Sorry, I can’t go out tonight.
Aww, you sure?
Laura stares at her phone when the new message comes in. She wonders if she should go anyway — even after her 10-hour shift at work.
She’s exhausted, but she hasn’t seen her friends in a while and she doesn’t want them to feel like she doesn’t want to see them. But even the thought of going back out is making her cringe.
Yeah, sorry, not tonight.
She responds and collapses face down into her bed, still feeling guilty about not going out.
Like Laura, here, a lot of us feel guilty when we say no to people — especially the people we care about. Whether that is saying no to hanging out with friends after a long day of work, taking on more responsibilities or hours at work, or to someone who needs help, saying “no” for a lot of people brings up tremendous feelings of guilt.
Why is this?
The simple answer is because we care.
Let’s look at this a different way. Imagine someone you just met asks you if you want to go out for a drink and you have no interest in doing that so you say “no” and move on with your evening. But why doesn’t that “no” make you feel guilty?
Well, imagine that the person who asked you out for a drink was an old friend you haven’t seen in a while. There, that’s where the “no” guilt starts to creep in. It is because you care about the person you are saying “no” to.
But you can’t always say “yes” to everything. No one has the time, energy, or ability to do everything they are asked. Sometimes you have to decline something — even if it is for someone you love, and even if it makes you feel guilty.
This is where boundaries come into play. While it can be scary to set boundaries and make you feel like you’re closing part of yourself off to the people you love, in reality, boundaries help us to be more open and honest with ourselves and others.
Without healthy boundaries, we may feel pressured to accept any new tasks, work, or obligations coming in and because of that overexert ourselves. This can lead to us even becoming resentful of certain relationships because of all of the obligations we take on from them.
And in the long run, this lack of healthy boundaries can hurt not only ourselves but also our relationships.
But, setting boundaries is just one part of reducing the guilt of saying “no.” The other is becoming comfortable with telling people when you can’t do something.
Tips for Saying “No”
Saying “no” is difficult for a lot of people. And like all things, you’re not gonna get any better at it unless you practice. The more you practice, the less “no” guilt will haunt you when you can’t do something.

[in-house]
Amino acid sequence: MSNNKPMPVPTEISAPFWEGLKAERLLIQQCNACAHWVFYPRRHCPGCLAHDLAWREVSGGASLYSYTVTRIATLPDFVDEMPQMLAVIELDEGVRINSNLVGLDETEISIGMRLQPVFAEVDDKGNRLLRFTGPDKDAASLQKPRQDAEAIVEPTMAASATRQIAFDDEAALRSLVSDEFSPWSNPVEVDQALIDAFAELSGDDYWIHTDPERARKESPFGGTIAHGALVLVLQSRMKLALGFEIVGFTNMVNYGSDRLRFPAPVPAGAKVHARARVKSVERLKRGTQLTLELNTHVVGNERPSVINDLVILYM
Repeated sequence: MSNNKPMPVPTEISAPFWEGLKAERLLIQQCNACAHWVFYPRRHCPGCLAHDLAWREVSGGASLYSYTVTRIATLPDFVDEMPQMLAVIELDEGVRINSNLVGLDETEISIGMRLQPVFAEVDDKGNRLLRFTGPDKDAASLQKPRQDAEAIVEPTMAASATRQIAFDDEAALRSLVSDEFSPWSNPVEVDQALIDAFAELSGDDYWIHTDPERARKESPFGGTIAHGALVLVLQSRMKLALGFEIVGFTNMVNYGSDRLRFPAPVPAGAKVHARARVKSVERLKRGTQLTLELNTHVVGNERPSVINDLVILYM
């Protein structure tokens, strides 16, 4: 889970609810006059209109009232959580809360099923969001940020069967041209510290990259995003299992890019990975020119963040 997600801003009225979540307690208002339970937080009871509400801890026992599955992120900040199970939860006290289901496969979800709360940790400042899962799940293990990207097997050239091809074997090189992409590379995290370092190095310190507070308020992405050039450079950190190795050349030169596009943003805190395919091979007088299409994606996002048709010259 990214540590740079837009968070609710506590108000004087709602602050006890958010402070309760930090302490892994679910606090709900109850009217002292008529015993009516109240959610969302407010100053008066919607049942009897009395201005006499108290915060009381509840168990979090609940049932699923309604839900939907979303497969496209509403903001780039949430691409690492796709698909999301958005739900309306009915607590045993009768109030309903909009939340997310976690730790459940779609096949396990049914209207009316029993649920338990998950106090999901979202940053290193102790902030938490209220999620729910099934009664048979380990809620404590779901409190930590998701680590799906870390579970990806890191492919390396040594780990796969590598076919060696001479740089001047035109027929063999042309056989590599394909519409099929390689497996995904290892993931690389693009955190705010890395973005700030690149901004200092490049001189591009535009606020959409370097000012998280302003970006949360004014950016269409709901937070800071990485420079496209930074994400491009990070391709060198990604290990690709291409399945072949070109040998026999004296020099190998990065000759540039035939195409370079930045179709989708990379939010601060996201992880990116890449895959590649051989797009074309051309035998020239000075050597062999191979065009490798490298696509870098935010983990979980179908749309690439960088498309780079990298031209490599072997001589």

Without further ado, here are a few tips for saying “no.”
If you know right away that you’re not going to do what someone has asked you to do, say “no” right then.
Waiting just gives the person false hope that you are going to do what they asked, which could make you feel even more guilty when you decline.
Offer an Alternative
Alternatives allow you to still provide some help while not committing to the task that someone wants you to do.
For example, if someone asks you to help them move around some furniture but you just got off of work and you’re exhausted, you could say “no” but offer to help them over the weekend when your feet aren’t so sore.
Being empathetic doesn’t mean being guilty about declining something. The goal is not to make yourself feel bad about not helping, but to show the other person that you have really heard and understood their request and you’re not just saying “no” without hearing them.
For example, “I know you are working so hard planning this party, and I would love to be of more help, but I just can’t right now.”
This could be something external or something internal. Something external could be your schedule, workload, or something else that is out of your control.
Something internal, on the other hand, would be something individual to you. For example, when someone asks me to go skating or skiing I say “I’m gonna have to pass, me and snow sports don’t get along — I’ve broken too many bones that way.”
Be a Broken Record
Giving the same answer over and over again may get boring, but it will get your point across. This is especially useful if someone is continuing to try and push you to do something even after you’ve declined.
Making (and sticking to) boundaries and becoming comfortable with telling people “no” can be incredibly difficult — especially if you’ve spent so long being the person who would answer the phone at 3 AM for any issue. But the reality is that we need boundaries to keep our relationships healthy.
Whether you are working on setting up any new and much-needed boundaries, saying no to the people you love when you just can’t take on any more responsibilities, or wanting support in coping with “no” guilt, you do not have to do it alone. We at Love Heal Grow are here to support you through this process. Please don’t hesitate to reach out to talk to a therapist or even just ask some questions!